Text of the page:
Aesop Rock - Labor Days album cover

Aesop Rock
Labor Days (2001)

Definitive Jux

By: Bryan Gutridge

Aesop Rock photo

A common pedagogical tool is to possess different standards for different students depending upon ability. Simply creating something that is objectively skilled does not necessarily denote a positive grade if one is not working at their full potential. From one perspective this can be seen as actually punishing the more capable student, but its desired effect is to push these students to fulfill their possibilities and not allow them to float by and rest on their laurels. Possessing talent has a price: people tend to expect more.

There is no doubt amongst fans, detractors or critics that Aesop Rock is an incredibly talented MC. His delivery leaves one wondering if perhaps he watched too many Micromachine commercials as a child. The speed with which he creates his rhymes is sometimes daunting often requiring multiple listens in order to understand just how his images can be so intelligent and witty. Love or hate him, Ace has got the skill. However, that does not necessarily lead to amazing albums.

Labor Days is a modern classic, and if you don’t own it, stop reading this and go buy it now. Since then Ace has struggled to produce an album that lives up to that show of skill: Bazooka Tooth was disappointing, and his Fast Cars EP sold more based on the fact that it contained a complete lyric book than any real promising new tracks. So, what to make of his new effort None Shall Pass?

From looking over his past albums it becomes clear that Ace sinks or swims based on the production, and when it comes down to it he should stay in front of the mic and not be making the beats (this is one of the reasons for Tooth’s failure).

Aesop Rock photo

Fortunately for us, Ace’s partner in crime Blockhead is featured heavily on the boards and once again drops some really choice canvases for Ace to paint. However, Rock seems unwilling to relinquish complete control and almost half the tracks on the album showcases his often less than stellar production.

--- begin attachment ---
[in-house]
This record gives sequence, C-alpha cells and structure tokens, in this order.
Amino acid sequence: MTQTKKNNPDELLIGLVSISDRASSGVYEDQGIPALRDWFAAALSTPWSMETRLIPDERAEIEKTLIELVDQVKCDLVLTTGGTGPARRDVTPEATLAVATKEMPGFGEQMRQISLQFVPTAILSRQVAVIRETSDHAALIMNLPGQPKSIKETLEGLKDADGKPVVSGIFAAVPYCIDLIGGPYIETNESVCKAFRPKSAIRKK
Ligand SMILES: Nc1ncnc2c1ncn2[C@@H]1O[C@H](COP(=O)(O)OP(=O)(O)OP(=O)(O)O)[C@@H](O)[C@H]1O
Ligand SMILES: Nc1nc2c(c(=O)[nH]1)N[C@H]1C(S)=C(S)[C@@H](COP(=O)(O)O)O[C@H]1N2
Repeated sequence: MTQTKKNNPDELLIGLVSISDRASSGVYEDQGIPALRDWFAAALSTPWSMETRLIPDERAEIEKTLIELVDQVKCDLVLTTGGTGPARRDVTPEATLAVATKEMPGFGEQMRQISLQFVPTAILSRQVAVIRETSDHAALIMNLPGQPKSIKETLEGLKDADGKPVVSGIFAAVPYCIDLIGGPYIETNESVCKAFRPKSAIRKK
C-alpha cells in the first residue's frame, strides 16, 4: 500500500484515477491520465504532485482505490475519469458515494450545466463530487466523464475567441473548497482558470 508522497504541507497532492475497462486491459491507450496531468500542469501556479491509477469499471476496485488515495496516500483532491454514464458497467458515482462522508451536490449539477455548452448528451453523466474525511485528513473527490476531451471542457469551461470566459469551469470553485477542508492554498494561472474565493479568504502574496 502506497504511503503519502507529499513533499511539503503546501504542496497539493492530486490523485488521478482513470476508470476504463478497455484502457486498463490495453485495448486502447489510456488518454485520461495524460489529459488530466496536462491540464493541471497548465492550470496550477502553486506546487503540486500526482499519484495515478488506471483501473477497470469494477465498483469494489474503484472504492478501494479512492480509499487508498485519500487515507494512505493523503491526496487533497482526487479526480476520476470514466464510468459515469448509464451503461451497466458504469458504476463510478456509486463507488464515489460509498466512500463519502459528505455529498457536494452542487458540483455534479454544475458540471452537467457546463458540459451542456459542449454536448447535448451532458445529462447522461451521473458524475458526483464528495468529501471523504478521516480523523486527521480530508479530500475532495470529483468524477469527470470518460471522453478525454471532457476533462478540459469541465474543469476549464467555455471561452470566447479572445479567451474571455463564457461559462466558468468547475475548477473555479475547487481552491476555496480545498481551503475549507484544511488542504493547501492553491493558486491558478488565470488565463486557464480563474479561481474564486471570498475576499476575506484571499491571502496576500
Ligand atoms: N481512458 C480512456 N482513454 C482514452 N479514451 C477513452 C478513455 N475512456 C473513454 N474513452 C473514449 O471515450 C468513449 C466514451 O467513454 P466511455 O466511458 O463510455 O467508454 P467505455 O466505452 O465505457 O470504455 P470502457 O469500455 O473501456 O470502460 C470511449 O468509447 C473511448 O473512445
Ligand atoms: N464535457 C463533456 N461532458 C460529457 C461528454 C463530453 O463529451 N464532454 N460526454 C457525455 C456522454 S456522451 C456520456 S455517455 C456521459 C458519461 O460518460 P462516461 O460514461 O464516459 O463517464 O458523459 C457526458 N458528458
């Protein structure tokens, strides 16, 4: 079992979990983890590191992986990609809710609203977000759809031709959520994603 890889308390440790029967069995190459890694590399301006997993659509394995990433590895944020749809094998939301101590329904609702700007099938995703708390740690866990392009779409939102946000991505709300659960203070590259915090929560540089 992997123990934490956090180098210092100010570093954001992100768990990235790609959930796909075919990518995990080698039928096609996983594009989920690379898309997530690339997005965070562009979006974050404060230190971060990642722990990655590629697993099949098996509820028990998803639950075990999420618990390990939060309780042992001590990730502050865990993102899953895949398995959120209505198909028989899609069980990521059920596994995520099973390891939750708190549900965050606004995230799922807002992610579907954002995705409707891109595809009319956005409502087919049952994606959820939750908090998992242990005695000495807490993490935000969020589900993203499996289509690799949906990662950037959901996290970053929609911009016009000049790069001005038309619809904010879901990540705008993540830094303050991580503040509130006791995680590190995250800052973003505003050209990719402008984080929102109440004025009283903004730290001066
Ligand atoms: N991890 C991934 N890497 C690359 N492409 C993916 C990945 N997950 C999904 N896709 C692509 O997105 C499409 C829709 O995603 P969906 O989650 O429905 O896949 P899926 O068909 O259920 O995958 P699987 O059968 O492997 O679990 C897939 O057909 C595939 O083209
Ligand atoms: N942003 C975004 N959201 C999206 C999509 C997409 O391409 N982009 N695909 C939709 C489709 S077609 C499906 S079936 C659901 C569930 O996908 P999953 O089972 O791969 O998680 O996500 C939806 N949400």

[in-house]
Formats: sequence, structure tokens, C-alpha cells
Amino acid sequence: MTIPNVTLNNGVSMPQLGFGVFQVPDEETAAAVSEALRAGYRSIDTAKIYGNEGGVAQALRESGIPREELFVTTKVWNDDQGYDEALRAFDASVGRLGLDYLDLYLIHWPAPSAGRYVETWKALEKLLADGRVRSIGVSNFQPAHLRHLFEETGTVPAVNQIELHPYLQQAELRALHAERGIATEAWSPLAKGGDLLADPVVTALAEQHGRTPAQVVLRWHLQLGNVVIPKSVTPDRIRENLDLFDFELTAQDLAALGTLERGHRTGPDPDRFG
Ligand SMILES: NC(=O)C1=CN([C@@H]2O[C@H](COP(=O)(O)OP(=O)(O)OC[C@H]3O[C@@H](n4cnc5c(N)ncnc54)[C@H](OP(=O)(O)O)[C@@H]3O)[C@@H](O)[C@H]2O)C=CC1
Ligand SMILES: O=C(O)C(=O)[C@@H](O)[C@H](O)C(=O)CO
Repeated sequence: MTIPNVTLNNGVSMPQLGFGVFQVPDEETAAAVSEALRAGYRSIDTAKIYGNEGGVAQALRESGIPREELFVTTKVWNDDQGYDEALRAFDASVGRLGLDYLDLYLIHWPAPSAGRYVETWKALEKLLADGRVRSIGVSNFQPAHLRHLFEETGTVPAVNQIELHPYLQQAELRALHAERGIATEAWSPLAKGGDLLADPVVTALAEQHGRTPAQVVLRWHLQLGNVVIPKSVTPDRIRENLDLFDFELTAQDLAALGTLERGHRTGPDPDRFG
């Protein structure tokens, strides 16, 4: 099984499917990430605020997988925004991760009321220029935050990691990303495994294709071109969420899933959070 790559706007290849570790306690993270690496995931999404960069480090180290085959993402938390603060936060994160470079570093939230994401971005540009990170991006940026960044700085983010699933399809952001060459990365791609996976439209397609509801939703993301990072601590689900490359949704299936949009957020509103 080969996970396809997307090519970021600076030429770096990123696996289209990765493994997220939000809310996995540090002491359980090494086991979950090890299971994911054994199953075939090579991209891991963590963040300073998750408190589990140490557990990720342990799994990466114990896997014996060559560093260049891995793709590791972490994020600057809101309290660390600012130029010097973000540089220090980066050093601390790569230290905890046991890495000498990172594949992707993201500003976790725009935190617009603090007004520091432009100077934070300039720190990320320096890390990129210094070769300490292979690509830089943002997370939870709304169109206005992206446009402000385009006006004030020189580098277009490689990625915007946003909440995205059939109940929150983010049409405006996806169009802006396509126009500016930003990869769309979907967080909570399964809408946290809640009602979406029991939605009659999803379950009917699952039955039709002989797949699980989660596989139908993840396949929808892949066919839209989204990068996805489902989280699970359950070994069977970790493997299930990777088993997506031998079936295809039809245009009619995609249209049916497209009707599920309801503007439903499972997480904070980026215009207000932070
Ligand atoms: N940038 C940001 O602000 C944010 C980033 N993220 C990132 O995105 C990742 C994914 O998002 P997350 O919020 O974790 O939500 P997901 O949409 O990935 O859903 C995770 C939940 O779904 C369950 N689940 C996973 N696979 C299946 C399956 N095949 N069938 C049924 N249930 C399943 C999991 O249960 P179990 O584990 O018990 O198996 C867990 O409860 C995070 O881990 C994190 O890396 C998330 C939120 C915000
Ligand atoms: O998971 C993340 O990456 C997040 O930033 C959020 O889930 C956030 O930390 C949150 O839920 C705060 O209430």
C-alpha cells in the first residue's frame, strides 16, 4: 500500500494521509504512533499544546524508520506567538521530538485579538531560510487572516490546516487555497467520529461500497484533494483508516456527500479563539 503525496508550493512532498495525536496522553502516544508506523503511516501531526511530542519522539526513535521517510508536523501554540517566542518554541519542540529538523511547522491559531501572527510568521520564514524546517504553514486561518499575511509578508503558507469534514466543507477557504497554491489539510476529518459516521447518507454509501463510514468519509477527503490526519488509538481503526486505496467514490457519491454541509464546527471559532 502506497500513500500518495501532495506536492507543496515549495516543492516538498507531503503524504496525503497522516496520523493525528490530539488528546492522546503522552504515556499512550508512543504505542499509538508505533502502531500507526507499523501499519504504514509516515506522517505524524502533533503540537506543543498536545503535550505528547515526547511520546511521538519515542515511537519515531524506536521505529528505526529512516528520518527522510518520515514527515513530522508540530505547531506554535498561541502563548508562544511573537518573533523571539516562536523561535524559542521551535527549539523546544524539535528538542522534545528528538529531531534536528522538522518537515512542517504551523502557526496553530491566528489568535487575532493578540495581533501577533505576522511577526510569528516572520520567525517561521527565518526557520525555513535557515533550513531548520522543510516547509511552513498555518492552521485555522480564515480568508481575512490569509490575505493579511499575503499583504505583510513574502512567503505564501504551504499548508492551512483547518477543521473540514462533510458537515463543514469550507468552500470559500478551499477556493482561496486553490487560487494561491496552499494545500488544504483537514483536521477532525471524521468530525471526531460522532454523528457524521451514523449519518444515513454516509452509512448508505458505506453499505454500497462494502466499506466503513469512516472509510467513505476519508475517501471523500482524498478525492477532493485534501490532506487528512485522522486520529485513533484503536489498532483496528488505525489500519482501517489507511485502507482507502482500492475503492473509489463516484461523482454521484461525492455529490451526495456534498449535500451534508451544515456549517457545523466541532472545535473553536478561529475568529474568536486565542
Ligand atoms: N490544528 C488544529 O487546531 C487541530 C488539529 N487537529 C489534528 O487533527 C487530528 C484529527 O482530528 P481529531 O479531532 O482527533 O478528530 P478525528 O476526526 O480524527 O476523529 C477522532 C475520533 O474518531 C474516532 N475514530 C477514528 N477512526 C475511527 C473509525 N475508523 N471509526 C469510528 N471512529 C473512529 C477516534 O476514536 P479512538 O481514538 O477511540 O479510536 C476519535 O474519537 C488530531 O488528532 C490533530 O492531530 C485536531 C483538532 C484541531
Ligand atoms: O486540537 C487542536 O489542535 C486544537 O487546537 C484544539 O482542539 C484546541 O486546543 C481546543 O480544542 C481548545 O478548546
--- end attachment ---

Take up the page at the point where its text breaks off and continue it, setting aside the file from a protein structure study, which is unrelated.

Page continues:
Style wise this record is nothing new for Ace Rock. Reeling in himself from the manic, unapproachable sounds of Tooth, None Shall Pass finds the MC on familiar ground with dark yet funky beats, solid sampling and minimal guest spots rhyming about everything under the sun, literally: he dedicates one song to discussing Pluto’s struggle of star vs planet. At least that I think that is he’s talking about. I guess we’ll have to wait for the next lyric book to try and parse this complicated MC’s meanings.

This album certainly fits under the “success” category and for fans feinding for a new Aesop Rock record, its been four years since Tooth, pick this one up, but for those seeking the next great thing to come out of the Def Jux crew I would have to point you towards El-P’s latest outing.

Choice cuts: None Shall Pass, Bring Back Pluto, Coffee, This Harbor Is Yours


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All opinions expressed by Bryan Gutridge are solely his own and do not reflect the opinions of Stay Thirsty Media, Inc.


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